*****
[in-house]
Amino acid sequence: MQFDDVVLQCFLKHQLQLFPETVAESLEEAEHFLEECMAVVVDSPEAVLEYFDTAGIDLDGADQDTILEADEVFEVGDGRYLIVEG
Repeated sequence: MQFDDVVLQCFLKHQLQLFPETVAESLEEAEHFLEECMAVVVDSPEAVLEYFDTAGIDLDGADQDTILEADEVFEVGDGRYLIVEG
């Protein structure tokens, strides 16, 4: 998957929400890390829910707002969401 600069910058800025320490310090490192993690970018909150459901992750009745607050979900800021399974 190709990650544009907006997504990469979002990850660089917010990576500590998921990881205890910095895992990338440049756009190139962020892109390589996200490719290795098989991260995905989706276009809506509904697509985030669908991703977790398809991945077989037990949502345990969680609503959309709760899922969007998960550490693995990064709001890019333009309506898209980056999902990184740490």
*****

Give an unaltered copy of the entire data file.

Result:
[in-house]
Amino acid sequence: MQFDDVVLQCFLKHQLQLFPETVAESLEEAEHFLEECMAVVVDSPEAVLEYFDTAGIDLDGADQDTILEADEVFEVGDGRYLIVEG
Repeated sequence: MQFDDVVLQCFLKHQLQLFPETVAESLEEAEHFLEECMAVVVDSPEAVLEYFDTAGIDLDGADQDTILEADEVFEVGDGRYLIVEG
């Protein structure tokens, strides 16, 4: 998957929400890390829910707002969401 600069910058800025320490310090490192993690970018909150459901992750009745607050979900800021399974 190709990650544009907006997504990469979002990850660089917010990576500590998921990881205890910095895992990338440049756009190139962020892109390589996200490719290795098989991260995905989706276009809506509904697509985030669908991703977790398809991945077989037990949502345990969680609503959309709760899922969007998960550490693995990064709001890019333009309506898209980056999902990184740490």